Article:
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V. A. Jafarey

Abstract

Financial sector reforms are policy measures designed to deregulate the financial system and transform its structure with the view to achieving a liberalized market-oriented system within an appropriate regulatory framework. The pace of financial sector reform and innovation began to accelerate in the late 1970s in many industrial countries and in the early 1980s in a number of developing countries of the Pacific Basin and Latin America. Currently, major financial reforms are under way in many African countries and in Eastern Europe. The initial situation in many developing countries and in the formerly centrally planned economies of Europe was characterized by direct controls on interest rates and credit allocation, the absence of well–developed money and securities markets, and underdeveloped and highly regulated banking systems. With reform of the financial sector, this situation is giving way to a greater flexibility in interest rates, an enhanced role for market forces in credit allocation, a gradual deepening of money and securities markets, and increased autonomy for commercial banks. Alongside these developments, the framework of monetary policy is also undergoing major changes. Bank-specific credit ceilings and selective credit allocations are being replaced by market-based instruments for implementing monetary policy, and prudential supervision systems are being put into place to foster sound credit decisions.

Steven R. Weisbrod, Mr. Howard Lee, and Ms. Liliana Rojas-Suárez

The IMF Working Papers series is designed to make IMF staff research available to a wide audience. Almost 300 Working Papers are released each year, covering a wide range of theoretical and analytical topics, including balance of payments, monetary and fiscal issues, global liquidity, and national and international economic developments.

International Monetary Fund. External Relations Dept.

This paper presents the views of Michel Camdessus, Managing Director of the IMF, on how the IMF can face new challenges. Camdessus believes that the key responsibility for resolving debt difficulties lies with the indebted countries themselves. They need to be more resolute in adopting and implementing sound macroeconomic policies and bold structural reforms. Camdessus states that the IMF has available US$12 billion to support adjustment in the low-income countries through the structural adjustment facility and the enhanced structural adjustment facility.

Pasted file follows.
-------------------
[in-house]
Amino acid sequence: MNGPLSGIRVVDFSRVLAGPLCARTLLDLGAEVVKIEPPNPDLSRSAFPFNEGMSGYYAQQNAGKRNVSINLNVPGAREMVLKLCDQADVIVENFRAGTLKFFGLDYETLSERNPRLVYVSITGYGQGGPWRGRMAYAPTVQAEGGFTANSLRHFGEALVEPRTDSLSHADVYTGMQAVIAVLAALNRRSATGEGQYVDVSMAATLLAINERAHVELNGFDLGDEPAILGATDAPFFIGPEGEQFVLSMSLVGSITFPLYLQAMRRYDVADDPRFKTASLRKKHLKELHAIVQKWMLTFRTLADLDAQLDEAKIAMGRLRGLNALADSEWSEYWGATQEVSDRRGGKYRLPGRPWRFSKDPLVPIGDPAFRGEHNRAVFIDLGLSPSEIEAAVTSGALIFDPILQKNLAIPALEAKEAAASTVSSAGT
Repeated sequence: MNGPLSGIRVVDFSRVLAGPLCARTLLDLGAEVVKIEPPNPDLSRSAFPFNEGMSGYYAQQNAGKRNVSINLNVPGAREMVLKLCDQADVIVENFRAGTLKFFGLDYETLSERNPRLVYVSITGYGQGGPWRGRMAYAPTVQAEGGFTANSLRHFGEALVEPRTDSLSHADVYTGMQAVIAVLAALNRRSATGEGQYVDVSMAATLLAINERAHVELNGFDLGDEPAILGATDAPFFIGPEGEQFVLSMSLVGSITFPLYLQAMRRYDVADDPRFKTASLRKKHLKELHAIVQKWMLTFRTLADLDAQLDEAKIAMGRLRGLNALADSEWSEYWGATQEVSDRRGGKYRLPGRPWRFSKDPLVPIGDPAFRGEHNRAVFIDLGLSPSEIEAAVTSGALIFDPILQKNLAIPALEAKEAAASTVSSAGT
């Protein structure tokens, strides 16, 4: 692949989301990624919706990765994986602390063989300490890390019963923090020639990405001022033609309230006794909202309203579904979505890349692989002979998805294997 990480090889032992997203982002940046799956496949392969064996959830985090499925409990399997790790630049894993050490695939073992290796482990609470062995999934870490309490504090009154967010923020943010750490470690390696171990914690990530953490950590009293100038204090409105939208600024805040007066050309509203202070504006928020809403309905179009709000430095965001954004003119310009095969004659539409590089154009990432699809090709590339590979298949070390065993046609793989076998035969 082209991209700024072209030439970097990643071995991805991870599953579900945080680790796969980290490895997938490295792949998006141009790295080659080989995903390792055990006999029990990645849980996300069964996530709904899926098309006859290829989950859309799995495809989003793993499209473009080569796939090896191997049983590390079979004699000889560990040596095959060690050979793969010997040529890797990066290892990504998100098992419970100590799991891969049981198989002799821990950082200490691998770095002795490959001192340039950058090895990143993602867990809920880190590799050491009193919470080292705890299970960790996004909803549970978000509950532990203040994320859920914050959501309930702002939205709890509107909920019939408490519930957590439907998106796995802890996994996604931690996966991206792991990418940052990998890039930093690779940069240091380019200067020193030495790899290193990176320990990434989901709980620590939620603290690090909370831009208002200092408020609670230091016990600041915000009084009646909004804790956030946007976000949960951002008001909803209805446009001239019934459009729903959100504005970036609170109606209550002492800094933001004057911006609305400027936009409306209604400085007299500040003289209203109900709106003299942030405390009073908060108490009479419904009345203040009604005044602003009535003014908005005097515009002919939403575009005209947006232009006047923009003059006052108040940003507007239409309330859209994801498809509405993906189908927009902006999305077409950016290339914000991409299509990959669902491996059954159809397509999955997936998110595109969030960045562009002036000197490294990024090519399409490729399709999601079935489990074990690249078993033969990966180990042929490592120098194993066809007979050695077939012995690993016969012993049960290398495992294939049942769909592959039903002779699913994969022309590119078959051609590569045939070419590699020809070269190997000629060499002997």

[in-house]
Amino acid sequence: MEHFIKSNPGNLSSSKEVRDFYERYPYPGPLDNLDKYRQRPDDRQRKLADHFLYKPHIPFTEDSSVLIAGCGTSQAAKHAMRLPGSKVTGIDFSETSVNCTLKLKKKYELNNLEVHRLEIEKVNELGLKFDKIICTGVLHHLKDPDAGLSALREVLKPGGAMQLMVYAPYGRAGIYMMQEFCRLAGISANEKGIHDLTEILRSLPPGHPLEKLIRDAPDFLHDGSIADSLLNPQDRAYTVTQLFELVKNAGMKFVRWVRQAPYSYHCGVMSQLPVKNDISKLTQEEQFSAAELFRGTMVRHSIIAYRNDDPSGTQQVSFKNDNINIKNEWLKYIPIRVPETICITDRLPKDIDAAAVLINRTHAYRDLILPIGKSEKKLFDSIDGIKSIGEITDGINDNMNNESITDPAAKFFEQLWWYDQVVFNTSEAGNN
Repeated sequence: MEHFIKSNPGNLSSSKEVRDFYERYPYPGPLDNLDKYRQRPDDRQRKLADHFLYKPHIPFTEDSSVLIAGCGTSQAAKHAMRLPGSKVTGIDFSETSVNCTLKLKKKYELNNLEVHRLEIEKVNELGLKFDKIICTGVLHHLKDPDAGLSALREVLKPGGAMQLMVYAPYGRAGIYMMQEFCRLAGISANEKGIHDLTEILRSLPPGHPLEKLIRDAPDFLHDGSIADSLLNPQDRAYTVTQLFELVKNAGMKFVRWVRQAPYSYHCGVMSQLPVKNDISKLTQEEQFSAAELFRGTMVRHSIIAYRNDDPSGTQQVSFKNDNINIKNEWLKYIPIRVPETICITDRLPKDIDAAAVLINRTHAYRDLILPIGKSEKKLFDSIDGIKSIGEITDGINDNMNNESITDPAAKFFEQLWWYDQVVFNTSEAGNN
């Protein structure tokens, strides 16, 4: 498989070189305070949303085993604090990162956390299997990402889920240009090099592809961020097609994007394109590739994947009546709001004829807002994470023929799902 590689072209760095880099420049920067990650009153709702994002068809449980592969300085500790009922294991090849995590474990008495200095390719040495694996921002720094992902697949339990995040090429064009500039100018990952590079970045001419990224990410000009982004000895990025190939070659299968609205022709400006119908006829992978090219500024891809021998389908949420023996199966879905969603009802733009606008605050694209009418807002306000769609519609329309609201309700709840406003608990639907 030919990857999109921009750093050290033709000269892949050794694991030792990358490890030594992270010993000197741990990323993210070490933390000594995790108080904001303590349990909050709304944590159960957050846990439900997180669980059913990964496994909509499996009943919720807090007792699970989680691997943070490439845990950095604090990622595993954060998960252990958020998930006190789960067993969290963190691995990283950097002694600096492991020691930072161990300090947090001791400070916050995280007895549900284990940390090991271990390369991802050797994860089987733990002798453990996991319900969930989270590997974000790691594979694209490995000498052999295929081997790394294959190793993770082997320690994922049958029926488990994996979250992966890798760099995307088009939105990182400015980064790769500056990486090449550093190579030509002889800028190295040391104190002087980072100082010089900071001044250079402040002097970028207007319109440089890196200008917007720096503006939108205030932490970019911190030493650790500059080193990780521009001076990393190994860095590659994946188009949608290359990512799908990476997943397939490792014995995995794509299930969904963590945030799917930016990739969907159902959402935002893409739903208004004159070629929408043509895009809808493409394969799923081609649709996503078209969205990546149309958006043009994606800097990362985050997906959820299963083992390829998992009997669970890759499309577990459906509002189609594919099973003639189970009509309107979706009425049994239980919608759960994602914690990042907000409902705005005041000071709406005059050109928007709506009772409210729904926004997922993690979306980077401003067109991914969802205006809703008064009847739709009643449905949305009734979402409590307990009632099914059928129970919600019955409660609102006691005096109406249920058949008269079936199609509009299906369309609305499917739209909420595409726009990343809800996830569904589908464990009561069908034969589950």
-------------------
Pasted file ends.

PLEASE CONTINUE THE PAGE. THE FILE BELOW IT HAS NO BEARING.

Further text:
Shoukang Lin and Kent Osband

The IMF Working Papers series is designed to make IMF staff research available to a wide audience. Almost 300 Working Papers are released each year, covering a wide range of theoretical and analytical topics, including balance of payments, monetary and fiscal issues, global liquidity, and national and international economic developments.

Nurun N. Choudhry

The IMF Working Papers series is designed to make IMF staff research available to a wide audience. Almost 300 Working Papers are released each year, covering a wide range of theoretical and analytical topics, including balance of payments, monetary and fiscal issues, global liquidity, and national and international economic developments.

International Monetary Fund. Asia and Pacific Dept
This 2016 Article IV Consultation highlights that the Philippine economy has continued to perform strongly. Real GDP regained strength from a slowdown in mid-2015 to record a robust 5.9 percent growth rate in 2015 and 6.9 percent in the first half of 2016. Both consumption and investment grew rapidly, while net exports were held back by weak external demand. Job creation was also strong: the unemployment rate declined to 6.3 percent in 2015 and 6.0 percent in the first half of 2016. The outlook for the Philippine economy remains favorable despite external headwinds. Real GDP growth is expected at 6.4 percent in 2016 and 6.7 percent in 2017 on continued robust domestic demand and a modest recovery in exports.